The March 12 decision to invoke the FDIC’s emergency powers to facilitate the resolutions of Silicon Valley Bank and Signature Bank was an admission that, despite 15 years of costly reform efforts, we still do not have an effective framework for resolving failed banks. I agree that resolution planning submissions can move us closer to an effective resolution framework. However, I am not able to support this proposal in its current form because I have not been persuaded that the FDIC has the statutory authority to prescribe and enforce certain of its requirements.
Resolution planning requirements for banking organizations were not really a thing before the 2008 financial crisis. While the FDIC did propose resolution planning requirements on certain insured depository institutions in 2010,1 the Dodd-Frank Act was the first federal legislation to expressly authorize and require resolution planning. The Dodd-Frank Act requires certain bank holding companies and other nonbank financial companies to report periodically to the Federal Reserve Board, FSOC, and the FDIC their plans for rapid and orderly resolution under the Bankruptcy Code.2 Although probably it should have, the Dodd-Frank Act did not extend similar authorities to the FDIC to require insured depository institutions to submit resolution plans. Instead, as with its current resolution planning rule,3 the FDIC would rely on a grab bag of authorities that predate the Dodd-Frank Act.
As I read these authorities, the FDIC generally is on solid ground to the extent the proposal would require a covered insured depository institution (“CIDI”) to submit resolution-related analysis and other information to the FDIC. However, this proposal would go further by requiring CIDIs to demonstrate certain resolution-related capabilities.4 Similarly, the proposal would impose significant restrictions on a group A CIDI’s identified resolution strategy.5 These proposed requirements and restrictions go far beyond information requirements and could compel changes in the CIDIs’ businesses. Many of those changes might make good sense as a policy matter, but that is a question distinct from whether the FDIC has the authority to mandate those changes.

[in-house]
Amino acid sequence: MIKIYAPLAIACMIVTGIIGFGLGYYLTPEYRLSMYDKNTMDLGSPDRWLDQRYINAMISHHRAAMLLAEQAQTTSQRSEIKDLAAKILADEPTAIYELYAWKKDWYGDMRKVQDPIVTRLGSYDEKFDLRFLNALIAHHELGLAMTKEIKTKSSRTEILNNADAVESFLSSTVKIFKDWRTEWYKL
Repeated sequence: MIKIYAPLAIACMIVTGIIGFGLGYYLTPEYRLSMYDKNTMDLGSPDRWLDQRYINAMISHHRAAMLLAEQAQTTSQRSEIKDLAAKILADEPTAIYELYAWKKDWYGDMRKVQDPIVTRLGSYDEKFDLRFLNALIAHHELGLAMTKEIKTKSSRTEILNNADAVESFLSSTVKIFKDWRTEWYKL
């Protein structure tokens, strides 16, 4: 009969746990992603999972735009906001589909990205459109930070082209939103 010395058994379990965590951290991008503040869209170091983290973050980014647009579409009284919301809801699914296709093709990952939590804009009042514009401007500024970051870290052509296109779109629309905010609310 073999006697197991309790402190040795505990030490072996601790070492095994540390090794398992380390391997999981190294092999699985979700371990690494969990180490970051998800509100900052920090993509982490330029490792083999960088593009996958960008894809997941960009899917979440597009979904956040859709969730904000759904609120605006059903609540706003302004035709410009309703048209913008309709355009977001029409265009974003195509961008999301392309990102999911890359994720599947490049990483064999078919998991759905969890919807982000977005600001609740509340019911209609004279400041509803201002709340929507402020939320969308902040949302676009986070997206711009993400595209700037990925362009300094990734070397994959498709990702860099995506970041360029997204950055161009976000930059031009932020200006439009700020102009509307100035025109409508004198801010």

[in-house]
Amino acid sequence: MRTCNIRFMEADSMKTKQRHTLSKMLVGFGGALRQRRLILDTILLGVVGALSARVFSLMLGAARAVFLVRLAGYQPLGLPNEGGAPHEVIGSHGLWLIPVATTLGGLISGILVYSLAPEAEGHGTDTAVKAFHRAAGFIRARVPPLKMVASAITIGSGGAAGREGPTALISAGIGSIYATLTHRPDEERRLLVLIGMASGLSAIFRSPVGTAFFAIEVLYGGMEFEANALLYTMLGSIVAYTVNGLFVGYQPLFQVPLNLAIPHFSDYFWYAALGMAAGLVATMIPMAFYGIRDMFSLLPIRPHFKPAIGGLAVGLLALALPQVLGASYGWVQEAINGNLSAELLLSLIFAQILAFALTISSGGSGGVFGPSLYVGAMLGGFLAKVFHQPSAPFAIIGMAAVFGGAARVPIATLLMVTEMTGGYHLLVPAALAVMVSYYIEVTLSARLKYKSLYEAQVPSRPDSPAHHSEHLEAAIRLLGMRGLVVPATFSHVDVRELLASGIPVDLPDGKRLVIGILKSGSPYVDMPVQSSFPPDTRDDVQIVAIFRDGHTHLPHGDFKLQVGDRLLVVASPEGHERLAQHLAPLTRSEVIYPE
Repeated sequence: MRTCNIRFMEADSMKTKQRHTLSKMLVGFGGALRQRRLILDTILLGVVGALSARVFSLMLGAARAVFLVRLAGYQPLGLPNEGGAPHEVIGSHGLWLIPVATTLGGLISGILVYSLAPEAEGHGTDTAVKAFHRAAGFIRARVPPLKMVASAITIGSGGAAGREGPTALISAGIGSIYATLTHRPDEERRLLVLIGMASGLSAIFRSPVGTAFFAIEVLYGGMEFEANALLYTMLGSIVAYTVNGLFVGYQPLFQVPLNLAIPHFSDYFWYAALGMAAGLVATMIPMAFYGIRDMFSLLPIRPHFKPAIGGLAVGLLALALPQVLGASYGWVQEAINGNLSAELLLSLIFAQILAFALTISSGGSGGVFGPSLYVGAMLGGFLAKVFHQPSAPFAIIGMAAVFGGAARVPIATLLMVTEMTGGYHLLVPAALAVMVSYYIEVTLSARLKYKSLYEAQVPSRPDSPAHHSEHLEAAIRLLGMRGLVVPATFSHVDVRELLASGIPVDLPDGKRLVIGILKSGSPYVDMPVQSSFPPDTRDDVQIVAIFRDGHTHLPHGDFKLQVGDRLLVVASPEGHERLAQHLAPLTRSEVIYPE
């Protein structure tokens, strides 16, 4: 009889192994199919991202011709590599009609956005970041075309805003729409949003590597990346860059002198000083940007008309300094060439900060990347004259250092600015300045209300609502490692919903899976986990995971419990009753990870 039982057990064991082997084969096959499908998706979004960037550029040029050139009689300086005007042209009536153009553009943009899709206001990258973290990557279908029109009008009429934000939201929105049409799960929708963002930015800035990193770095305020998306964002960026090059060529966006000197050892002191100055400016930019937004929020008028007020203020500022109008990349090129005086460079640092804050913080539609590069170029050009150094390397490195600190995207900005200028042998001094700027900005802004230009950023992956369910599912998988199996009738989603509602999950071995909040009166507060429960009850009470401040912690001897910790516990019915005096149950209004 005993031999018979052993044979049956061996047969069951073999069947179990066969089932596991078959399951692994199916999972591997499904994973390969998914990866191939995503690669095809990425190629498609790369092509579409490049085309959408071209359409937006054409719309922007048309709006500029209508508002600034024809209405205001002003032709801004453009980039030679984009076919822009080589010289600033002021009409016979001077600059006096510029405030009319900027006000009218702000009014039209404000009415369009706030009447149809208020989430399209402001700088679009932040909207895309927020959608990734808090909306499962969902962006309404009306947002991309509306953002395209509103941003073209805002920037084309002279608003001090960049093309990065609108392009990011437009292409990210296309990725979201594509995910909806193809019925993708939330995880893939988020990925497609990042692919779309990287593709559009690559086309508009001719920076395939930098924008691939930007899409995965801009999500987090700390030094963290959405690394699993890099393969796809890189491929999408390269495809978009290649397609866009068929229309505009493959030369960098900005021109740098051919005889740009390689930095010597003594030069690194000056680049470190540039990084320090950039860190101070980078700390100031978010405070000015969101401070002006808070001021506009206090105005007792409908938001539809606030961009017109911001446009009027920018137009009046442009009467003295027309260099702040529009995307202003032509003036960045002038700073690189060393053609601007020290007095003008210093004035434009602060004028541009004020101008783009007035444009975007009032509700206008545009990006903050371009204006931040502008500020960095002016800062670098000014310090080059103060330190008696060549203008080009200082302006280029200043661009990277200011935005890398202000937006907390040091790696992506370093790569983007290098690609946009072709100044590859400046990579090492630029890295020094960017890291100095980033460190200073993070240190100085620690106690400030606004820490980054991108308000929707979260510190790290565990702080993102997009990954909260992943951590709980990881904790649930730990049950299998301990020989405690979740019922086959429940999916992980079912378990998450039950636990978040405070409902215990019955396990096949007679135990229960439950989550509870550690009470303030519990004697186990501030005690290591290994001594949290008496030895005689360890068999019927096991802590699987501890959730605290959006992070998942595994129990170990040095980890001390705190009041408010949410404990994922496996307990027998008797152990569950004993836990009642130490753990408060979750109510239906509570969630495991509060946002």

The apparent need for a legislative grant of authority is underscored by the conflict between the different enforcement schemes contemplated by this proposal and the Dodd-Frank Act.6 Notably, the FDIC’s current resolution planning rule does not lay out an explicit enforcement scheme. The proposal now would add a new paragraph (k) to “reiterate” its view on enforcement. Under that view, if the FDIC determines that a resolution plan is not credible—for example because it “is not supported with observable and verifiable capabilities”—the FDIC could impose asset growth restrictions or require divestitures, among other remedies.7
In contrast, the Dodd-Frank Act enforcement scheme is considerably more tailored. Under that approach, asset growth restrictions, required divestures, or other remedies can be ordered only after both the Federal Reserve Board and the FDIC have (i) determined that a company’s resolution is not credible or would not facilitate an orderly resolution under the Bankruptcy Code, (ii) offered an opportunity to cure, and (iii) then let two years pass under jointly imposed interim sanctions.8 If anywhere along the way one agency disagrees, there is no authority to impose further sanctions.
The Dodd-Frank Act’s joint and graduated enforcement process mitigates the potential for abuse of the consequential authority to impose asset growth restrictions, require divestitures, or otherwise shrink a “too-big-to-fail” firm. In contrast, if finalized as proposed, the FDIC could impose these or other sanctions in its sole discretion, without the approval of the Federal Reserve Board, and without having to work through the cure and interim sanction steps contemplated by the Dodd-Frank Act. The risk that the FDIC, should it have the authority to prescribe and enforce this proposal, could in effect nullify the Dodd-Frank Act’s enforcement scheme reinforces my view that the FDIC actually lacks that authority.